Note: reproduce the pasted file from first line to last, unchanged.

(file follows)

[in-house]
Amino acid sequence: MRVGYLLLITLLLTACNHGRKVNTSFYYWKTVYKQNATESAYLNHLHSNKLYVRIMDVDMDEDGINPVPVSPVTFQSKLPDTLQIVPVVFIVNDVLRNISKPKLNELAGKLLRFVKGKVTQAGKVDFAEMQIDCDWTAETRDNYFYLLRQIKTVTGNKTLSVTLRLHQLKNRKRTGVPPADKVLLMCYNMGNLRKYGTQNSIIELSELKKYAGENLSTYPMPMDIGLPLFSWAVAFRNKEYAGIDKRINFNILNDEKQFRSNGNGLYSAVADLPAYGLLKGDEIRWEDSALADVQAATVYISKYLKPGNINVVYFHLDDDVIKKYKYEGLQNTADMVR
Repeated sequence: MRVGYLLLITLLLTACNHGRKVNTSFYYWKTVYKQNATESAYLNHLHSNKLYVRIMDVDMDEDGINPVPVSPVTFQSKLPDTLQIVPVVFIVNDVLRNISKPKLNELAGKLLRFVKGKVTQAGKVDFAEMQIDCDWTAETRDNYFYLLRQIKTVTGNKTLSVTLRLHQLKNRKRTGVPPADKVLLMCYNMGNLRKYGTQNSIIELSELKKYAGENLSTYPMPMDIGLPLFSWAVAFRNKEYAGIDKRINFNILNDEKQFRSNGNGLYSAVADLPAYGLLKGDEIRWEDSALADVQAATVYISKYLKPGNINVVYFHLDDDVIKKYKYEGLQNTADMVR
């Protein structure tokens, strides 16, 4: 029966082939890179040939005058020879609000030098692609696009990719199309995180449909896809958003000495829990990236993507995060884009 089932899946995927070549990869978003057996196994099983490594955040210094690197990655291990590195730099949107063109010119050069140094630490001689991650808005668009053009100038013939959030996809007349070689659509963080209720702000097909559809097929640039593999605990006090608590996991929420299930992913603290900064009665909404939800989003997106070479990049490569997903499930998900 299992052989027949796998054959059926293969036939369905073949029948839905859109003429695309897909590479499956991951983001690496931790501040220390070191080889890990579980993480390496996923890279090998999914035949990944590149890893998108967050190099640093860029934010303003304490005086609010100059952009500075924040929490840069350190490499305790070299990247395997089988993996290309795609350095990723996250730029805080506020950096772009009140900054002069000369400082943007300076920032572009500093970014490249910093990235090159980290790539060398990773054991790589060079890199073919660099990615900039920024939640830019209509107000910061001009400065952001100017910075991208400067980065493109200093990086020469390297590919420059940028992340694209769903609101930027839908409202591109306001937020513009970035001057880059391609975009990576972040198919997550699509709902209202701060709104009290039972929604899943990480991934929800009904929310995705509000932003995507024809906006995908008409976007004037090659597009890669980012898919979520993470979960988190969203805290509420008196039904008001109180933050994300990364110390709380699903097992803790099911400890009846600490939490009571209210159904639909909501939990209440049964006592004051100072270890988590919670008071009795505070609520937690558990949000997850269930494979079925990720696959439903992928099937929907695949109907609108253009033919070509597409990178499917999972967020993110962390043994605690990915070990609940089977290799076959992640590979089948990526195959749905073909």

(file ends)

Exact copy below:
[in-house]
Amino acid sequence: MRVGYLLLITLLLTACNHGRKVNTSFYYWKTVYKQNATESAYLNHLHSNKLYVRIMDVDMDEDGINPVPVSPVTFQSKLPDTLQIVPVVFIVNDVLRNISKPKLNELAGKLLRFVKGKVTQAGKVDFAEMQIDCDWTAETRDNYFYLLRQIKTVTGNKTLSVTLRLHQLKNRKRTGVPPADKVLLMCYNMGNLRKYGTQNSIIELSELKKYAGENLSTYPMPMDIGLPLFSWAVAFRNKEYAGIDKRINFNILNDEKQFRSNGNGLYSAVADLPAYGLLKGDEIRWEDSALADVQAATVYISKYLKPGNINVVYFHLDDDVIKKYKYEGLQNTADMVR
Repeated sequence: MRVGYLLLITLLLTACNHGRKVNTSFYYWKTVYKQNATESAYLNHLHSNKLYVRIMDVDMDEDGINPVPVSPVTFQSKLPDTLQIVPVVFIVNDVLRNISKPKLNELAGKLLRFVKGKVTQAGKVDFAEMQIDCDWTAETRDNYFYLLRQIKTVTGNKTLSVTLRLHQLKNRKRTGVPPADKVLLMCYNMGNLRKYGTQNSIIELSELKKYAGENLSTYPMPMDIGLPLFSWAVAFRNKEYAGIDKRINFNILNDEKQFRSNGNGLYSAVADLPAYGLLKGDEIRWEDSALADVQAATVYISKYLKPGNINVVYFHLDDDVIKKYKYEGLQNTADMVR
């Protein structure tokens, strides 16, 4: 029966082939890179040939005058020879609000030098692609696009990719199309995180449909896809958003000495829990990236993507995060884009 089932899946995927070549990869978003057996196994099983490594955040210094690197990655291990590195730099949107063109010119050069140094630490001689991650808005668009053009100038013939959030996809007349070689659509963080209720702000097909559809097929640039593999605990006090608590996991929420299930992913603290900064009665909404939800989003997106070479990049490569997903499930998900 299992052989027949796998054959059926293969036939369905073949029948839905859109003429695309897909590479499956991951983001690496931790501040220390070191080889890990579980993480390496996923890279090998999914035949990944590149890893998108967050190099640093860029934010303003304490005086609010100059952009500075924040929490840069350190490499305790070299990247395997089988993996290309795609350095990723996250730029805080506020950096772009009140900054002069000369400082943007300076920032572009500093970014490249910093990235090159980290790539060398990773054991790589060079890199073919660099990615900039920024939640830019209509107000910061001009400065952001100017910075991208400067980065493109200093990086020469390297590919420059940028992340694209769903609101930027839908409202591109306001937020513009970035001057880059391609975009990576972040198919997550699509709902209202701060709104009290039972929604899943990480991934929800009904929310995705509000932003995507024809906006995908008409976007004037090659597009890669980012898919979520993470979960988190969203805290509420008196039904008001109180933050994300990364110390709380699903097992803790099911400890009846600490939490009571209210159904639909909501939990209440049964006592004051100072270890988590919670008071009795505070609520937690558990949000997850269930494979079925990720696959439903992928099937929907695949109907609108253009033919070509597409990178499917999972967020993110962390043994605690990915070990609940089977290799076959992640590979089948990526195959749905073909």